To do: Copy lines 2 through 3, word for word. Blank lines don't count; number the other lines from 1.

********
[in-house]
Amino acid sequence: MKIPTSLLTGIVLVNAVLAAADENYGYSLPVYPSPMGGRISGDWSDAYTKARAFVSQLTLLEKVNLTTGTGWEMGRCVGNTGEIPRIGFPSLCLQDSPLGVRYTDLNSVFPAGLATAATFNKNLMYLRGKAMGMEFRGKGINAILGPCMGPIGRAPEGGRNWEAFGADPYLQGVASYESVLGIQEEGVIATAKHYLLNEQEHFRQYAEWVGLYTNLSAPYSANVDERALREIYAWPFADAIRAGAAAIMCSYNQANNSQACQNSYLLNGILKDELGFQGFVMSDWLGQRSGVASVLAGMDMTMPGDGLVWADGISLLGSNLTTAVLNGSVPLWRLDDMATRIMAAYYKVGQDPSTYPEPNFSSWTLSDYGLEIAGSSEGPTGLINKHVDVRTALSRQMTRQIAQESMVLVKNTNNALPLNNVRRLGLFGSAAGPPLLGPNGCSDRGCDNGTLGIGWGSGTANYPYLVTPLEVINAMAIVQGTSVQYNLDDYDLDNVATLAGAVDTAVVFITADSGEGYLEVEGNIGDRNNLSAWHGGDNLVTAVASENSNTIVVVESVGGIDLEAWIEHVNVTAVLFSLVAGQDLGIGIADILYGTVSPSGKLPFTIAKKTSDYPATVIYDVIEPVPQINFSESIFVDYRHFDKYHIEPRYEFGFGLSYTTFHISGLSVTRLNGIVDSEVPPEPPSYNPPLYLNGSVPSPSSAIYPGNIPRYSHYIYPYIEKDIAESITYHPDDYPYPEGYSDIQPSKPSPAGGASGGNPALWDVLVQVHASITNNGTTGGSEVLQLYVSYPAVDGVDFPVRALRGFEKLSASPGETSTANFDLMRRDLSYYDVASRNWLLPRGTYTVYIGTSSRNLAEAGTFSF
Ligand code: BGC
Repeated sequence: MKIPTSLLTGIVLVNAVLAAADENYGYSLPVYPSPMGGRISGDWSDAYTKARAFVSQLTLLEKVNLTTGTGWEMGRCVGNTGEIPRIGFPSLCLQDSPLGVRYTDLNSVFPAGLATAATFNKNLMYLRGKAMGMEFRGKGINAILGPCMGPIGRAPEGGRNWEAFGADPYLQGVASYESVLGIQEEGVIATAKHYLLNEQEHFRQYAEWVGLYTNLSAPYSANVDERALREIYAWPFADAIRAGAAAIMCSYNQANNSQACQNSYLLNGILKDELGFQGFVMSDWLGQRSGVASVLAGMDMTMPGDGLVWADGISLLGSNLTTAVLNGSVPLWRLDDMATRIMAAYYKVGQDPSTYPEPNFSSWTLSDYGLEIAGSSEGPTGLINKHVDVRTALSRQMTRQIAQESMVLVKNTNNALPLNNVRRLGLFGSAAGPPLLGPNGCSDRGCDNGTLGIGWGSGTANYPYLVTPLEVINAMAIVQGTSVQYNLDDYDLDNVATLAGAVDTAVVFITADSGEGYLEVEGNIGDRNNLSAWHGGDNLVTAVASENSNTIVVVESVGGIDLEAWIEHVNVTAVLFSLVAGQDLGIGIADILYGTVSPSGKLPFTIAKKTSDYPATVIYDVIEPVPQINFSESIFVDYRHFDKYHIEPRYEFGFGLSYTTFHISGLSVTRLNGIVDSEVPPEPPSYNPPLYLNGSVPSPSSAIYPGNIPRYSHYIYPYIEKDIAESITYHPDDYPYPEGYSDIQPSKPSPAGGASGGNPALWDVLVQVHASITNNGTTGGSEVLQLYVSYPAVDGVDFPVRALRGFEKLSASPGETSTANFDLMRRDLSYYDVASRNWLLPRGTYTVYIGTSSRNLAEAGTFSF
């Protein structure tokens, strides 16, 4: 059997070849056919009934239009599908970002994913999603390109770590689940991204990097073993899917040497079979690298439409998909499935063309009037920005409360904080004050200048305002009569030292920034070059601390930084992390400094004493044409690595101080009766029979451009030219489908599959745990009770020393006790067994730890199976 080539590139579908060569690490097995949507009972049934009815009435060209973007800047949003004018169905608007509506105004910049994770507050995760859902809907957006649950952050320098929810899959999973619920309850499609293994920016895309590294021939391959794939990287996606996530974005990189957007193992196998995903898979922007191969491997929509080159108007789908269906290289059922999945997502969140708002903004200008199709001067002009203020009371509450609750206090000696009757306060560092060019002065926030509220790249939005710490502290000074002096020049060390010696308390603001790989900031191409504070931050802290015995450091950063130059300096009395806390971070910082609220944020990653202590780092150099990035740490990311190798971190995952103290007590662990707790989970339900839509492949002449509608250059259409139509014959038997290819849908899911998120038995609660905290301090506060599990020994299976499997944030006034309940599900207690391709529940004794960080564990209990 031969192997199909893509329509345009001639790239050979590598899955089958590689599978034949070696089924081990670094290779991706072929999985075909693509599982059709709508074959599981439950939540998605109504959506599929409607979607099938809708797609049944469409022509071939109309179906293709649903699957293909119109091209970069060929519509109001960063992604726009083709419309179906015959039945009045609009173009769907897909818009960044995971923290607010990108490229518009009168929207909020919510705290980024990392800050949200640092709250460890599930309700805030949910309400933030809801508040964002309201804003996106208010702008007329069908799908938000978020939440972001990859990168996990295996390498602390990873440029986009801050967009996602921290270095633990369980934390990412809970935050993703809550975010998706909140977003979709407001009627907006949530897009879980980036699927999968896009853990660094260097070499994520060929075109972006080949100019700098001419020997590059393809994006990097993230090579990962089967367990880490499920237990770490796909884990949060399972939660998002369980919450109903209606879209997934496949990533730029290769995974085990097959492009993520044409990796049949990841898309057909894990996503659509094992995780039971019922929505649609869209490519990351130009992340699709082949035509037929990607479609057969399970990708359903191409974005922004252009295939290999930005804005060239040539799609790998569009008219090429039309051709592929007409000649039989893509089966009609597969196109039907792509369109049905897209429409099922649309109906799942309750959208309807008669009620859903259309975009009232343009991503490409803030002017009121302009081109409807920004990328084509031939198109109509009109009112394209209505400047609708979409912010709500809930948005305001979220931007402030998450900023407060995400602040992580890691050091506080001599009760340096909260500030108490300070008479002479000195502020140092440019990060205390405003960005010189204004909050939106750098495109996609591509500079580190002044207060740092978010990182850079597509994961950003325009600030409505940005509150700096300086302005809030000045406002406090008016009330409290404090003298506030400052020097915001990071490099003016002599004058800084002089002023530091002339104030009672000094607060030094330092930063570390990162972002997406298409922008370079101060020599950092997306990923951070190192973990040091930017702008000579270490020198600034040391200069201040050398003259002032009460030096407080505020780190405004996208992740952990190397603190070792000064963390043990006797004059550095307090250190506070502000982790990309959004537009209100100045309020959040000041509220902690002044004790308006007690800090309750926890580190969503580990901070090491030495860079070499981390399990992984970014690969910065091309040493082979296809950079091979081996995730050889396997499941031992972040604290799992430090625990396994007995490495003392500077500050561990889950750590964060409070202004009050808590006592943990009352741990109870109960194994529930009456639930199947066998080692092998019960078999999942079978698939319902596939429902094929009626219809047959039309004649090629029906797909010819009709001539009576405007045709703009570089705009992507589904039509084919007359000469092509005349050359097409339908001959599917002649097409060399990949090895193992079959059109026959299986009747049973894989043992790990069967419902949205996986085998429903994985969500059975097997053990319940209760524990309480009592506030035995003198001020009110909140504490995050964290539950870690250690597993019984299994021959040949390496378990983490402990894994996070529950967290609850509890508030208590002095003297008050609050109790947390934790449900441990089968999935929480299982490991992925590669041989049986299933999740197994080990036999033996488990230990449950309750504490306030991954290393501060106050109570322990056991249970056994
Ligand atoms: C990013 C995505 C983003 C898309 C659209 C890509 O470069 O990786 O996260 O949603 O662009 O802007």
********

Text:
Amino acid sequence: MKIPTSLLTGIVLVNAVLAAADENYGYSLPVYPSPMGGRISGDWSDAYTKARAFVSQLTLLEKVNLTTGTGWEMGRCVGNTGEIPRIGFPSLCLQDSPLGVRYTDLNSVFPAGLATAATFNKNLMYLRGKAMGMEFRGKGINAILGPCMGPIGRAPEGGRNWEAFGADPYLQGVASYESVLGIQEEGVIATAKHYLLNEQEHFRQYAEWVGLYTNLSAPYSANVDERALREIYAWPFADAIRAGAAAIMCSYNQANNSQACQNSYLLNGILKDELGFQGFVMSDWLGQRSGVASVLAGMDMTMPGDGLVWADGISLLGSNLTTAVLNGSVPLWRLDDMATRIMAAYYKVGQDPSTYPEPNFSSWTLSDYGLEIAGSSEGPTGLINKHVDVRTALSRQMTRQIAQESMVLVKNTNNALPLNNVRRLGLFGSAAGPPLLGPNGCSDRGCDNGTLGIGWGSGTANYPYLVTPLEVINAMAIVQGTSVQYNLDDYDLDNVATLAGAVDTAVVFITADSGEGYLEVEGNIGDRNNLSAWHGGDNLVTAVASENSNTIVVVESVGGIDLEAWIEHVNVTAVLFSLVAGQDLGIGIADILYGTVSPSGKLPFTIAKKTSDYPATVIYDVIEPVPQINFSESIFVDYRHFDKYHIEPRYEFGFGLSYTTFHISGLSVTRLNGIVDSEVPPEPPSYNPPLYLNGSVPSPSSAIYPGNIPRYSHYIYPYIEKDIAESITYHPDDYPYPEGYSDIQPSKPSPAGGASGGNPALWDVLVQVHASITNNGTTGGSEVLQLYVSYPAVDGVDFPVRALRGFEKLSASPGETSTANFDLMRRDLSYYDVASRNWLLPRGTYTVYIGTSSRNLAEAGTFSF
Ligand code: BGC